When I checked Vanessa Miemis, emergent by design, blog roll on culture hacking I read that a culture hacking conference will be held in the US this year. Dubbed as the Agile Culture Conference 2012 the convention explores the promise of culture analysis, culture design and culture implementation in society and the workplace. The conference aims to discuss how culture is fast becoming a “gating” factor to satisfaction, productivity and learning. Culture hacking was defined by Agile as the art or science of “modifying a culture for personal betterment and the betterment of others.” Inspired by hacker ethos and software re-engineering paradigms, culture hack is the process of taking things apart (deconstruction) to create new things, ideas, systems and worldviews.
When I received the invitation from networks to submit an abstract for the conference I emailed some friends in the World Futures Studies Federation to catch up with the idea and pick some of their “out of the radar” ideas on culture hacking. A colleague told me that culture hacking was “darn effective” and I thought that this may be a good framework to create alternative social concepts and governance design. I assume that culture hacking can improve our understanding of community engagement, policy making and futures thinking in the Philippines.
And so I followed the sites they recommended and found out that some were really interesting. A couple were visually attractive and practical. Dave Logan’s book called Tribal Leadership is a must read. Michelle McCarthy’s “Software for Your Head” and Tobias Mayer, a consummate “culture hacker”, anarchist and social reformer appears to be the leading voices of culture hacking in the US.
Big Ideas for a Better Future
The success of the Banksy, Anonymous, Kony 2012, the Barefoot College, the Invisible Community, the Multiworld India Project, Social Media, Sociocracy, the Occupy Wall Street, Futures Studies, Neohumanism and PROUT may have inspired cultural creatives, social workers and development managers to invent the concept of culture hacking. I learned that there were notable projects that used culture hacking to create alternative realities. The Wish for the Future project worked with kids to create a prototype of new ideas. The kids built physical representations of their ideas with play-dohs. Their ideas resulted in the creation of a network model for remote medical care technologies. The project called Reboot stories would have a series of Rage online comics sharing humorous stories to internet users for inspiration. They would post dozen of common face templates to convey a number of emotions from joy to embarrassment to rage. An English teacher would find this and saw an opportunity to use these comics to teach English to his Japanese speaking students. In Taiwan, a Taiwanese futurist learned that “Gaming English” was the best way to teach English to young Taiwanese students.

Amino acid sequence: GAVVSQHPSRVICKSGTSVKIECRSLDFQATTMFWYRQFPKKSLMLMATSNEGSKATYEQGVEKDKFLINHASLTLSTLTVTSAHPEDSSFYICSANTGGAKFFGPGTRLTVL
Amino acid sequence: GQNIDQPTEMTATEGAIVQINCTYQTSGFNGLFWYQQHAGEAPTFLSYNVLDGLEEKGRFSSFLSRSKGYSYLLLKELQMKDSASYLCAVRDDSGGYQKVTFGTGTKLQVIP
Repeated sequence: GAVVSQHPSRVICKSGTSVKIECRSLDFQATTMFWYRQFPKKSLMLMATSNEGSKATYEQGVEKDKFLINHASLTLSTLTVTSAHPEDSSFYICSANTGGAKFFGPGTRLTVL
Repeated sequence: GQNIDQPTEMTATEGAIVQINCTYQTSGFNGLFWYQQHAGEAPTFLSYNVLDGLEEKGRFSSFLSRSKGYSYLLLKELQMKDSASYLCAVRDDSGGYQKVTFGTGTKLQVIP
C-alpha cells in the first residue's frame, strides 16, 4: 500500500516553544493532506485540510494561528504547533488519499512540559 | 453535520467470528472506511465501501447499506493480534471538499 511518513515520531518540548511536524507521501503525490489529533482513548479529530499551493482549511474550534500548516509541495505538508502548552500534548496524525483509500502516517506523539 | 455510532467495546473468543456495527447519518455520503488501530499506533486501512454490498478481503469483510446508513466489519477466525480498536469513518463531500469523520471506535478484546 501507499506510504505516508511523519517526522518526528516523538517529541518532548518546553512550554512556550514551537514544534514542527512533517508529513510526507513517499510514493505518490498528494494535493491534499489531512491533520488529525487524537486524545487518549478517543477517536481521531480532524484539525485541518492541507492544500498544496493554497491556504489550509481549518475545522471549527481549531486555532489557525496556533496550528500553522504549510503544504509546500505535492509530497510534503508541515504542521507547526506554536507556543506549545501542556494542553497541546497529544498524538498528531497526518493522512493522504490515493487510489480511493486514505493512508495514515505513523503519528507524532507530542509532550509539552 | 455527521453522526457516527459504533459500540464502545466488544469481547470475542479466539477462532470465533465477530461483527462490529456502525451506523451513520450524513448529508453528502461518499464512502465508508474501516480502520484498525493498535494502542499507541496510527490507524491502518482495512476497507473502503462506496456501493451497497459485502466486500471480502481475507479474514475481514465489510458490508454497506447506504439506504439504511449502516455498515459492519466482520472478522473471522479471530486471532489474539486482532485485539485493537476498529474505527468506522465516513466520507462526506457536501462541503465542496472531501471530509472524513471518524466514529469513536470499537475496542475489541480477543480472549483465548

The Journal of Futures Studies featured the concept and I see that Gaming English is a plausible alternative. The blog called LeadMagnit.com believes that many have consciously aligned their actions, arts, projects, business and policy agenda with a cultural perspective. A presenter would define culture (especially when seen from an urban perspective) as something like similar to a social operating system that can be modified. Culture is improvable they say.
Yes, culture is modifiable or improvable but the process and impact of culture hacking must be varied when applied or shared to different contexts (cultural; spiritual; political; economic; corporate; cooperatives) and environments (digital; virtual; urban; rural; villages; government; non-government; business). The meaning and result of culture hacking will vary. I assume that people, communities and organizations have their own aesthetics, tastes and preferences and this will certainly affect how culture hacking will be applied or accepted. The “artisinal quality” of “big and bright ideas” depending on how you interpret “culture” will change. The color, the hue, the experience and impact of its “creator” will vary.
Words are my Reality
To Vanessa Miemis culture is a product of the language people use and the behaviors that accompany those words. She writes “the words we use to describe ourselves, our work and others, creates the world we live in.” So when we upgrade the words that we use to describe our reality words can “unstuck” people from unhelpful languages and behaviors she added. Culture hacking in this context is transformed into a social tech. Upgraded words or cultures can make stressful environments less stressful. Culture enables workplaces and people to achieve more fun states of Being (Miemis, 2012).
When applied to policy analysis, the “real”, the “cultural”, the “emotive dimensions”, the “myth” of a particular policy like computer software are “hackable.” Hacking (decrypting) the words and images used by governments exposes the hidden messages, subliminal values, ideological interests, personal realities and social perspectives.